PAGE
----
U.S. companies have been battered by the fallout from the novel coronavirus outbreak as economic activity "contracted sharply and abruptly across all regions," a report by the Federal Reserve released on Wednesday showed.
The Fed's latest temperature check of businesses around the country was completed mostly over the month of March, during which time the United States went from worrying about risks posed by the novel coronavirus outbreak to most of the country being under some form of stay-at-home order and millions losing their jobs.
"The hardest-hit industries - because of social distancing measures and mandated closures - were leisure and hospitality, and retail aside from essential goods," the Fed said in the report in which the virus or COVID-19, the respiratory disease caused by the coronavirus, were mentioned 93 times.
"All Districts reported highly uncertain outlooks among business contacts, with most expecting conditions to worsen in the next several months," the central bank said in its Beige Book report, which surveys firms around the country.
The U.S. Federal Reserve has taken unprecedented action since early March to try and keep credit flowing to businesses and households by shoring up liquidity in financial markets. Numerous crisis-fighting programs have been launched and it has slashed interest rates to near zero as well as resuming large-scale asset purchases.
Last week it announced a "Main Street" program that would make up to $600 billion in loans available to mostly mid-sized companies but it would be another two to three weeks until it is up and running, Fed Vice Chair Randal Quarles said on Friday.
The U.S. government also has a $349 billion forgivable loan program for small businesses, but it has been hampered by a slow disbursement of funds since it was launched almost two weeks ago. Data released on Tuesday showed that so far construction, professional services and manufacturing are among those topping the list of recipients.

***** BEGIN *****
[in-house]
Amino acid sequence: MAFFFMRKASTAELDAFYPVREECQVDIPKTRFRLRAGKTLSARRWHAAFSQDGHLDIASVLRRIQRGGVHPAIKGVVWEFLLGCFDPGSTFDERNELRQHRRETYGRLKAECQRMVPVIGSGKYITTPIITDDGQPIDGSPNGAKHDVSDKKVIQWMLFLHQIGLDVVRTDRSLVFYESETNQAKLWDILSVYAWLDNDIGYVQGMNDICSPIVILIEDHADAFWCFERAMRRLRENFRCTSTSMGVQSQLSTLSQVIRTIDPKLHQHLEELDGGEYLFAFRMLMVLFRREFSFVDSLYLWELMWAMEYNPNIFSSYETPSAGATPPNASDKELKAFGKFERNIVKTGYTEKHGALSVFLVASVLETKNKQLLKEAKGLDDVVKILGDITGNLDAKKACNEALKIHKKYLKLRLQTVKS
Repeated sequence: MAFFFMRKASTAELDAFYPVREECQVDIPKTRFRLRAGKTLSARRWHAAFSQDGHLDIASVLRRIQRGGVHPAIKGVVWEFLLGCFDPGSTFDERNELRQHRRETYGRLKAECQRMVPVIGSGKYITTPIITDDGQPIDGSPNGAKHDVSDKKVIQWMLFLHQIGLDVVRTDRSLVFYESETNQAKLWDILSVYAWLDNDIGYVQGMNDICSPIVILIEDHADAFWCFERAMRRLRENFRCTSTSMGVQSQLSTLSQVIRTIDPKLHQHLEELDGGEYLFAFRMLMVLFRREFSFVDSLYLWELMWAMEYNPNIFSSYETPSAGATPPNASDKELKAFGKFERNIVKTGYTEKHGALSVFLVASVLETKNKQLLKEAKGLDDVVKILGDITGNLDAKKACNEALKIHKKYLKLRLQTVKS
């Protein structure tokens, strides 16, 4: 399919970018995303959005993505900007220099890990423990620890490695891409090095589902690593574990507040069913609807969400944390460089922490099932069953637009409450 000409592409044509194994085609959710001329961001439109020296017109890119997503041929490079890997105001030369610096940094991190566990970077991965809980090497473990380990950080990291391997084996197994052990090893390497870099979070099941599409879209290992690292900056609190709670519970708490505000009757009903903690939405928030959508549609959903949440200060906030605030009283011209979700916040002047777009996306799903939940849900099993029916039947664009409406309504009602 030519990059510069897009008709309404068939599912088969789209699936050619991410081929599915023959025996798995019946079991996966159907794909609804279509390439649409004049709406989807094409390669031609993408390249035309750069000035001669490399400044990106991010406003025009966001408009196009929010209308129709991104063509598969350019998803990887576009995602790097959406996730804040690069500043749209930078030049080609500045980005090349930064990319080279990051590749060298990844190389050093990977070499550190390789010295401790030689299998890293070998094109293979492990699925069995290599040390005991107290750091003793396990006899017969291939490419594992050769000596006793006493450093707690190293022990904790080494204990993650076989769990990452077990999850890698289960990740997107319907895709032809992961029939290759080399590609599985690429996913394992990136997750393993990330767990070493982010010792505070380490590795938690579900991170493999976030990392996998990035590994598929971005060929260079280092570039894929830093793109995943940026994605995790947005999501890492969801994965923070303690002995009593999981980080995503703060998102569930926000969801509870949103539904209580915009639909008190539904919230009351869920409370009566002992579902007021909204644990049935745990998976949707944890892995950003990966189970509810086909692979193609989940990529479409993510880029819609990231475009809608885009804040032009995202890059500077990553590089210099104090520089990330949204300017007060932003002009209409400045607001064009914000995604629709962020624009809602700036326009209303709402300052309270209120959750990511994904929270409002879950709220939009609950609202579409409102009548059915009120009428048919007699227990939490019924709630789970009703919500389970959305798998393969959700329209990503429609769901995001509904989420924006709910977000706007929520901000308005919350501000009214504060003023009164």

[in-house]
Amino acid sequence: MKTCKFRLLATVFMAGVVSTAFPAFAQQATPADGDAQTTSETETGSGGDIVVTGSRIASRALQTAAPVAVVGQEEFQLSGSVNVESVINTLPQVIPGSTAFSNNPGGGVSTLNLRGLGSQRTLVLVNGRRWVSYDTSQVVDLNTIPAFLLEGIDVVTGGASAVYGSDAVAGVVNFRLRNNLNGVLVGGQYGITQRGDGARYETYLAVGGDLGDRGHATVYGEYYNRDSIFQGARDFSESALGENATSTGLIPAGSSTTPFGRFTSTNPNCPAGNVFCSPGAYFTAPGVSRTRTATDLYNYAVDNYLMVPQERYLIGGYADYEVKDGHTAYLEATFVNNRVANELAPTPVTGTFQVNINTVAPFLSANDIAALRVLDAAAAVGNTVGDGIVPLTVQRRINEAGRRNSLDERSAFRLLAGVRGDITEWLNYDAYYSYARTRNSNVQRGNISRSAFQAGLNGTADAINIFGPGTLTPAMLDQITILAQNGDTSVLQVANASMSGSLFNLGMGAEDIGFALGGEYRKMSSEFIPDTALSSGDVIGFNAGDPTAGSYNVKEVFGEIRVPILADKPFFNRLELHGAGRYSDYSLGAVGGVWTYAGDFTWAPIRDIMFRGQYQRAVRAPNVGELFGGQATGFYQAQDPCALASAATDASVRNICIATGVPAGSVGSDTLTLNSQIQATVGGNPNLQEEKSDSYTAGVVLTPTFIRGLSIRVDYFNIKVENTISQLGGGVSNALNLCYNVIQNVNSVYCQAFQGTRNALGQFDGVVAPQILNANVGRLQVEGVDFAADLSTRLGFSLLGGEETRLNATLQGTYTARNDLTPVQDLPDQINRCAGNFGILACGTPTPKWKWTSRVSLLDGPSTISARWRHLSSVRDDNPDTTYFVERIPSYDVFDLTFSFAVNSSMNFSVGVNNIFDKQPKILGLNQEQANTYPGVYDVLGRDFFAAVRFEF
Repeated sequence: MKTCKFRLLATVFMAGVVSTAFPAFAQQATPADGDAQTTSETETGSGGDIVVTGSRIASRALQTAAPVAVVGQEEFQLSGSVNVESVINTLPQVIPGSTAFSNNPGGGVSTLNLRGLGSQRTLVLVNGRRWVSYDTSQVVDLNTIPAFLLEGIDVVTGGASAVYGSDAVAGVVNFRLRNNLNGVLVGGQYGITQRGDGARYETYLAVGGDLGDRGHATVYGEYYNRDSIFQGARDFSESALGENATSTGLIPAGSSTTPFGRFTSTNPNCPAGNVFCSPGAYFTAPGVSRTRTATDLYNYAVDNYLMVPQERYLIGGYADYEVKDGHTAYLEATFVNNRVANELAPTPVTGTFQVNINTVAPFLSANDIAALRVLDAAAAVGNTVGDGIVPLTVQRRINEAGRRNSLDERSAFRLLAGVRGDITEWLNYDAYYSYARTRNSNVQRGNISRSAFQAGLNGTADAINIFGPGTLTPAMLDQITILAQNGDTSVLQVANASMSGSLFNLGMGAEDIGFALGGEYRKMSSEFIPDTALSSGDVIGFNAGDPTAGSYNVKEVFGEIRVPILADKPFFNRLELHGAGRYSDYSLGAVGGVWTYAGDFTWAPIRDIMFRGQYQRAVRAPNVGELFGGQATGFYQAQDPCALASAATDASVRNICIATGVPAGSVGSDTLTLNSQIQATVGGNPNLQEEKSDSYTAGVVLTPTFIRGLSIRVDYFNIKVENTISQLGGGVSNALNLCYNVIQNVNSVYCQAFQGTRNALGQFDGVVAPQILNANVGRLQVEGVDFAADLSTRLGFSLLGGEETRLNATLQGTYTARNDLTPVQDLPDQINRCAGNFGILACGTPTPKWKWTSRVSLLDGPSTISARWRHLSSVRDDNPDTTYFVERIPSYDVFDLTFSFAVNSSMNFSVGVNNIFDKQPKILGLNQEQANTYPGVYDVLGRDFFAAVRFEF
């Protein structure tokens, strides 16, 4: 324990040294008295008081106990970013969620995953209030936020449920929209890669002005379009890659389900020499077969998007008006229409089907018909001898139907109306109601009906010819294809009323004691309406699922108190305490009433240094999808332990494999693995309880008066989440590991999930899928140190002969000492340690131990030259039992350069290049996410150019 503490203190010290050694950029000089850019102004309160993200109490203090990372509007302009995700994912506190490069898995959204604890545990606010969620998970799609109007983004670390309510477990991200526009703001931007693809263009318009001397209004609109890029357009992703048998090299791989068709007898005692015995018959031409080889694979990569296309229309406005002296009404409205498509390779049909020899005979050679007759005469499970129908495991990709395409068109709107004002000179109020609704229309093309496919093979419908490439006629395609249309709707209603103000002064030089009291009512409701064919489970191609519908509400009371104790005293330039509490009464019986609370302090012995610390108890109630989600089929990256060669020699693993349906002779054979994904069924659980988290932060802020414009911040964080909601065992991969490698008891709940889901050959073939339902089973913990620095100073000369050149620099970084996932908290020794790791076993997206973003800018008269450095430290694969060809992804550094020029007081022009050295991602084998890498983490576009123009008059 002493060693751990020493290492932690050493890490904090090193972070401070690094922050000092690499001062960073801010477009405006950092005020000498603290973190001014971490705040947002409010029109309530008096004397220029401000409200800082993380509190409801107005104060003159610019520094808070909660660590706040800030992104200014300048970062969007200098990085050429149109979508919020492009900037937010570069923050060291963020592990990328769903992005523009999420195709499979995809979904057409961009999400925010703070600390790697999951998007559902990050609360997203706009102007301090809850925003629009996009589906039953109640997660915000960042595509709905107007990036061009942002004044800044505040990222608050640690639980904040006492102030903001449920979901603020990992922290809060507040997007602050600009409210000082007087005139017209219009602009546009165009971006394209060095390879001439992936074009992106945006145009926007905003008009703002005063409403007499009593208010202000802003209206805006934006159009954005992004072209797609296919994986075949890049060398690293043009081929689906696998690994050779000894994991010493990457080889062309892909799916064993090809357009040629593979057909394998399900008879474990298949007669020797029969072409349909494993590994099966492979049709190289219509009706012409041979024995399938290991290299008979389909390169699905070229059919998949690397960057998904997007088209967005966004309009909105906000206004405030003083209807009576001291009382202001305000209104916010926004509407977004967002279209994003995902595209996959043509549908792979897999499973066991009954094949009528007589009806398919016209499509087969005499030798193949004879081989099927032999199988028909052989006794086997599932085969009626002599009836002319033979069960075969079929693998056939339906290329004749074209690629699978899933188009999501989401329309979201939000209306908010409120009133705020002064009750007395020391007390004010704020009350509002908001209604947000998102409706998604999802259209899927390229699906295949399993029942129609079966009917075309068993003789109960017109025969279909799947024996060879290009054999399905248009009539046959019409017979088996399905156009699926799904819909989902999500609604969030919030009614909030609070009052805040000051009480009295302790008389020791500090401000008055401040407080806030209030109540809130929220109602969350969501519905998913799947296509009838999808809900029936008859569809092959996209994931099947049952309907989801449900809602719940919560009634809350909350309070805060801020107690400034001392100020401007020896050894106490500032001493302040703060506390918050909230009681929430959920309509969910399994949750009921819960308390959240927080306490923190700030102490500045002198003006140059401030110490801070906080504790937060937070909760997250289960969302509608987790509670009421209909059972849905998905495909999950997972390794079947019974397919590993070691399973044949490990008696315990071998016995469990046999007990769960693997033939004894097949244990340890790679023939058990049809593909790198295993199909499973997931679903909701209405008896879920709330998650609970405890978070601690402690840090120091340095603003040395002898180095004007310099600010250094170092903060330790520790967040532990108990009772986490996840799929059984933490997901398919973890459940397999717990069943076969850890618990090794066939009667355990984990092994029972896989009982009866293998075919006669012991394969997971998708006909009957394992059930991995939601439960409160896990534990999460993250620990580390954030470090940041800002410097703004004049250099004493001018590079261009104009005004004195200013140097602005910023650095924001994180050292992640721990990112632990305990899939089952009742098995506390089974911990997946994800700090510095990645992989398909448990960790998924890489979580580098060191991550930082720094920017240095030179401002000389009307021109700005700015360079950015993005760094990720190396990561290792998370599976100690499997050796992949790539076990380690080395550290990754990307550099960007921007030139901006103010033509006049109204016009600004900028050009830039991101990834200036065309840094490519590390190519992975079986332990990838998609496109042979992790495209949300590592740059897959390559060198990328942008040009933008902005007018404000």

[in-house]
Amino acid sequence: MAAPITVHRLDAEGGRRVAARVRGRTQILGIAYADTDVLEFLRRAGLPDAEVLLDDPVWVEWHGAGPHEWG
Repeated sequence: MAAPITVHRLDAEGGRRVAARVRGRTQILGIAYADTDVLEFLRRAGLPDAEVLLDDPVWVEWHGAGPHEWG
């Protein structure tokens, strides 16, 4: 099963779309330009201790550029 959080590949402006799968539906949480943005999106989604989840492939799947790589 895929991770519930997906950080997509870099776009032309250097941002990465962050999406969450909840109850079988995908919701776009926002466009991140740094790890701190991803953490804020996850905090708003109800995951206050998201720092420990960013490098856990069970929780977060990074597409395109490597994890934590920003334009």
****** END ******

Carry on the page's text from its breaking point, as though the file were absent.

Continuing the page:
NO SECTOR SPARED
Districts across the country reported a severe and broad impact, according to the Fed's report. The San Francisco Fed said there was a freeze on television and film production resulting in widespread layoffs in the entertainment sector, and noted that one Southern California hotel chain furloughed 80% of staff and reduced hours for the rest.
In the Cleveland Fed District, multiple firms in professional and business services said clients had delayed the implementation of new projects and canceled some already underway. "No sector was spared," said the Philadelphia Fed. "Rapidly rising joblessness has not made hiring easier, as contagion fears and child care needs keep workers at home. Prices tend to be falling, but the wage path is muddled, and firm outlooks are clouded by uncertainty."
The increasing pain felt by U.S. firms is being closely watched by Fed policymakers and economists as they try to forecast how quick the economic rebound will be once social distancing controls are lifted and businesses can re-open.
Chief among their concerns is if there is a prolonged period during which firms scale back investment and hiring to deal with debt burdens, as well as worries that consumer demand will remain punctured due to fears there will be a resurgence in cases once restrictions are eased.
Economists believe the U.S. economy contracted in the first quarter at its sharpest pace in decades and the global economy is expected to shrink by 3.0% during 2020, the steepest downturn since the Great Depression of the 1930s, the International Monetary Fund said on Tuesday.
U.S. retail sales suffered a record drop in March and output at factories declined by the most since 1946, data released earlier on Wednesday showed. Consumer spending accounts for more than two-thirds of U.S. economic activity.
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